A wine culture is not sophisticated if the overriding intention to have the best wine list by means of building a cellar of rare (and barely affordable) wines to garner recognition and wine awards rather than finding delicious affordable artisanal wines for your clientele. Natural wines have become a luxury commodity, a draw, a signifier to symbolise that wine is taken very seriously in an establishment. I may sound like an idealist but I believe that beautiful wine should be shared, not marked up to an astronomical price just because some people might fork out that amount of money for a famous wine. Too many restaurants forget that a wine is also a drink for the people, not just for the deep-walleted or the collector. The natural wine philosophy has fundamentally always been copinage, that the function of any bottle is to be opened and drunk amongst friends.

As a buyer, Eric’s sense of taste is still our reference today at Les Caves…He sees the wines for what they are, and has both the most intuitive yet rigorous palate I know.

Any article that purports to be a considered examination of the London wine scene should certainly know who the real heroes are. You should begin with Eric Narioo of Les Caves de Pyrene (he would deprecate the spotlight, but take Andrew Jefford’s word for it in this Decanter article), but without his drive and vision, Terroirs and the natural wine bars would never have come about and Les Caves de P would never have been mover and shaker in the natty wine world. Not that we styled ourselves as such. Those were the wines that Eric bought. As a buyer, his sense of taste is still our reference today at Les Caves. Now he and Anna Martens make superb natural wines on the foot-slopes of Etna. He sees the wines for what they are, and has both the most intuitive yet rigorous palate I know.

Eric and Doug at Terroirs in 2017


Not mentioning the host of small importers who have help to put natural wines on the UK wine map and persuade wine buyers and sommeliers to list them would also be remiss. Here is my selection: Fred Grappe (Dynamic Wines), Alex & Damiano (Tutto Wines) and Raef (Gergovie), Rafa (Vine Trail); and Ben Henshaw (Indigo). Major players now would be Under The Bonnet, Modal Wines, Newcomer Wines, Roland Wines, Otros Vinos, Beattie & Roberts and Carte Blanche wines. Now there are probably around 40 importers working directly with mainly natural vignerons and there isn’t space to name them all. Other champions of natural wine would include buyers, sommeliers and bloggers such as Chrissie Rasmussen, Honey Spencer, Heidi Nam Knudsen, Sarah Wright, Emily Harman, Federico Carafoli, Mattia Bianchi, Ed Wilson and many more. When you talk to these people you find that there is no ego, no desire to be hypercritical, just an appreciation for lovely low-intervention wine and sharing knowledge (and wine) freely with others. Each person is drawn to the wines through enjoyment of taste or loving the people behind them (and usually both).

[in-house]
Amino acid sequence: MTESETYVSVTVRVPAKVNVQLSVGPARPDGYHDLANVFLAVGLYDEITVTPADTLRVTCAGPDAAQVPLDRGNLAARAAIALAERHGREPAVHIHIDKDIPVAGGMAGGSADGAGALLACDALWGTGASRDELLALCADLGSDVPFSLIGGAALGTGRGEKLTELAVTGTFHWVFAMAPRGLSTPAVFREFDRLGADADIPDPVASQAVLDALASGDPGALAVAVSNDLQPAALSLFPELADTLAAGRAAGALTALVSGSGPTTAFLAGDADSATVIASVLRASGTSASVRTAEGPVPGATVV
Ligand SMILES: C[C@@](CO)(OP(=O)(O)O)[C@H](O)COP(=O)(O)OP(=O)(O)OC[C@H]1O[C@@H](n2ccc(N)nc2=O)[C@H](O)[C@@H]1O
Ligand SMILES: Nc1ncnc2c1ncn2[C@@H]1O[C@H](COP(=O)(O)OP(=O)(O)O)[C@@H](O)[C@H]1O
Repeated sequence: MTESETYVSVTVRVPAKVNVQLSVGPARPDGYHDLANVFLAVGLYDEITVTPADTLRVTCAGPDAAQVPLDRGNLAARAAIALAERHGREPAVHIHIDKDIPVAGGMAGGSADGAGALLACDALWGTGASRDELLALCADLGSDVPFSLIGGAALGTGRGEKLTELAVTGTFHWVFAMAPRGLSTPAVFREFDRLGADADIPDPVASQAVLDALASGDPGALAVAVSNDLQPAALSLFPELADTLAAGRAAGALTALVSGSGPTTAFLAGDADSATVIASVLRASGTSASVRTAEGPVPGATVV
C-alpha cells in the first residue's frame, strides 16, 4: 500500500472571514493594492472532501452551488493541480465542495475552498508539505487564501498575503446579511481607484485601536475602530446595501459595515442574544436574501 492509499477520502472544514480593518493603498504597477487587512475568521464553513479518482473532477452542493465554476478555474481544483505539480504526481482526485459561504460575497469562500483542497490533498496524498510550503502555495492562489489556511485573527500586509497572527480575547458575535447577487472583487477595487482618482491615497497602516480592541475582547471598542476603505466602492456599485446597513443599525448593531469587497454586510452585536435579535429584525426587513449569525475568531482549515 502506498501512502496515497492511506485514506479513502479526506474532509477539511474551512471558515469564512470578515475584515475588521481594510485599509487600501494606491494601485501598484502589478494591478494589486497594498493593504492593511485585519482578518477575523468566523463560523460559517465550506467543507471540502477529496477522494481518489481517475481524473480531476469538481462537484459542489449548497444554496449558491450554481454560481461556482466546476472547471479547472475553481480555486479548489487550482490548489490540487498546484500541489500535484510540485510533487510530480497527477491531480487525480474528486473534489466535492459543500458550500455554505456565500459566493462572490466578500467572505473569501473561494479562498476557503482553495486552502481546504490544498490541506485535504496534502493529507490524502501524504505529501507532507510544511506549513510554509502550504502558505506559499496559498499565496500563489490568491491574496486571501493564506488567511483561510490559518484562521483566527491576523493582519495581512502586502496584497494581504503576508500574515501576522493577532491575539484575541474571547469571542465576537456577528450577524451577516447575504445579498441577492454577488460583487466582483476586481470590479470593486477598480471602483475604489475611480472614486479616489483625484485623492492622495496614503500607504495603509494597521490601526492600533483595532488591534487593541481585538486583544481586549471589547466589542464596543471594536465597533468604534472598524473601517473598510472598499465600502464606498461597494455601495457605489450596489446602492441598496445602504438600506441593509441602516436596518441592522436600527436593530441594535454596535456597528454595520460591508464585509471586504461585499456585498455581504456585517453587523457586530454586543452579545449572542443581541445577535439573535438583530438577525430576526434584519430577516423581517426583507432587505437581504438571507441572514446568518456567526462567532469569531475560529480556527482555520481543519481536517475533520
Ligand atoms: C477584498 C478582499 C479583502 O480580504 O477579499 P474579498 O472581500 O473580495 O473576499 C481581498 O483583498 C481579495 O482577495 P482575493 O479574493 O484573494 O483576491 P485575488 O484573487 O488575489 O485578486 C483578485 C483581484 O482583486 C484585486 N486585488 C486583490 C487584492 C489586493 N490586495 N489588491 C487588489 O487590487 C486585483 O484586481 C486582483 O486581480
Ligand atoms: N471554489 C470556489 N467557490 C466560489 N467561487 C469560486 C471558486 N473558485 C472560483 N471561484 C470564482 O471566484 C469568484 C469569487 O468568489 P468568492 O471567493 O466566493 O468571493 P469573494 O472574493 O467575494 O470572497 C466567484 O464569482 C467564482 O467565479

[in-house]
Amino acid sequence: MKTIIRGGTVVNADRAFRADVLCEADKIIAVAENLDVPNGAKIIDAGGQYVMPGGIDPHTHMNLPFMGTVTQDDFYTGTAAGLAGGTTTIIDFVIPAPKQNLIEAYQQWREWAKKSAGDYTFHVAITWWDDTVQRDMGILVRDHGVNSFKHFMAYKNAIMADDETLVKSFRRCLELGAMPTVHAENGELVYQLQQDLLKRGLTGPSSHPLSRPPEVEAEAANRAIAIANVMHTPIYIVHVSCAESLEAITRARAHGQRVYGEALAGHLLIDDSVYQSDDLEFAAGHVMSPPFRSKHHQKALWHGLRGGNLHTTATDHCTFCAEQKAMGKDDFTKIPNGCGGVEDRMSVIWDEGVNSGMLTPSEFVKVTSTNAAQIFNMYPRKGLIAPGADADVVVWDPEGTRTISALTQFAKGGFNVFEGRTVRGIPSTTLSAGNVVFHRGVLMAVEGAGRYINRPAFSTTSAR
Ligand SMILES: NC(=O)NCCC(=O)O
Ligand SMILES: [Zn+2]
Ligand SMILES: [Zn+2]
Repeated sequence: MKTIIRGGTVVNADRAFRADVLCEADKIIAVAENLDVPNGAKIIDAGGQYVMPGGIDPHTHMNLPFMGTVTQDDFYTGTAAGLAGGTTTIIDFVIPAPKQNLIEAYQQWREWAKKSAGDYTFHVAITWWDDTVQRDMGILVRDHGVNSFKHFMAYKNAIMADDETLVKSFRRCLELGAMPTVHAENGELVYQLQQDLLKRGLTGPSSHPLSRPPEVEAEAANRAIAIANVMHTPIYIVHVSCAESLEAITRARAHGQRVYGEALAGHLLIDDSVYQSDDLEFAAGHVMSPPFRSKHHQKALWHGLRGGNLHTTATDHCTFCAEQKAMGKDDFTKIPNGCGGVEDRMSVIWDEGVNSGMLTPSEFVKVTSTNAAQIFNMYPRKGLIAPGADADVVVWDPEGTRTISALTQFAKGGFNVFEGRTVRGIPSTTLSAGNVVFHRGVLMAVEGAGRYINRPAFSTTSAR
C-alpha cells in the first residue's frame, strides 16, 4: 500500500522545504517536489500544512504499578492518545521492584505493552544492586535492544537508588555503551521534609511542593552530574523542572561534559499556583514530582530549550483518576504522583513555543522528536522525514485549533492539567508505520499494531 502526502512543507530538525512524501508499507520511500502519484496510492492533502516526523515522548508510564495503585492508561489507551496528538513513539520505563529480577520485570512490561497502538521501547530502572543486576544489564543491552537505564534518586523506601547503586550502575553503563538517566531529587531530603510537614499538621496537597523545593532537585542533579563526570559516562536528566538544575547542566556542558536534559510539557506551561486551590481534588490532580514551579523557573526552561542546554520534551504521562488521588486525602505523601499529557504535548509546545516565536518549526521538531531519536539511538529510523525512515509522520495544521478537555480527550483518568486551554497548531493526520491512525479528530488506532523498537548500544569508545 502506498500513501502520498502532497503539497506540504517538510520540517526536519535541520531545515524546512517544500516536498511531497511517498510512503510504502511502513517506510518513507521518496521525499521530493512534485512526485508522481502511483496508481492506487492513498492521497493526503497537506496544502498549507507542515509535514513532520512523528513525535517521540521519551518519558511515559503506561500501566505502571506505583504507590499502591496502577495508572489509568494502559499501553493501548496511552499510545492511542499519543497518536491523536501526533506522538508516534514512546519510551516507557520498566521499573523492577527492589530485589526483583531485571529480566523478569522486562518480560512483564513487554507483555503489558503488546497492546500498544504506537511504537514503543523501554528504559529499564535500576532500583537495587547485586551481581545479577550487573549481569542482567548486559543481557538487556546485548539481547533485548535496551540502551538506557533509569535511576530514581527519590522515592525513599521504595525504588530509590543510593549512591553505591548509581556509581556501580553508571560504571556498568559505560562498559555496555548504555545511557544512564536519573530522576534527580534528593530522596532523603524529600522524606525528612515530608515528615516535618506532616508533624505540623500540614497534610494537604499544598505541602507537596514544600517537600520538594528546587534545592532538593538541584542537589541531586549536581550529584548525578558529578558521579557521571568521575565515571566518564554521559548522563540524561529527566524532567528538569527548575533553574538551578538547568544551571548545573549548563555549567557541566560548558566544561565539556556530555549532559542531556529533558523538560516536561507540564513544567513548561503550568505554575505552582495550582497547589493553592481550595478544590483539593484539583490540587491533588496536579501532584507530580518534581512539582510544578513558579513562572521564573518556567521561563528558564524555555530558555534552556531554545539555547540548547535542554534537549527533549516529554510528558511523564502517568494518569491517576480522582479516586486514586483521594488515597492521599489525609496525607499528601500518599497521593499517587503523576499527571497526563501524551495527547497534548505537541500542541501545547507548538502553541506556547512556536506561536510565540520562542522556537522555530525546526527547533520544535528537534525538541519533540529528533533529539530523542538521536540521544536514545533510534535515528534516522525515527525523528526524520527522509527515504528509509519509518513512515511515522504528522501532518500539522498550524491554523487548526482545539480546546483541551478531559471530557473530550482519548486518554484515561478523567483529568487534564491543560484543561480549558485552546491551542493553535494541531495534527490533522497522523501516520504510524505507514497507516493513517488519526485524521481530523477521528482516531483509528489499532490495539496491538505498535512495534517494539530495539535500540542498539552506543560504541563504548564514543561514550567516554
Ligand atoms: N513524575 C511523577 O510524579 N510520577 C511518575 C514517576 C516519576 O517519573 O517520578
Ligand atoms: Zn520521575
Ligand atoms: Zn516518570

Now there are probably around 40 importers working directly with mainly natural vignerons.

I can remember a time when no U.K. journalist would touch the subject of natural wine with a barge pole (or a very long pen) other than Jamie Goode. Indeed, it was difficult to get any writer to acknowledge its existence. A friend of mine wanted to do her MW dissertation on natural wine, but was informed that it couldn’t be allowed as no definition of natural wine existed. In 2020, I was invited to host a seminar for the Dip Ed on the topic of natural wine. Now dissertations are allowed. There is, of course, plenty to write about. And always has been.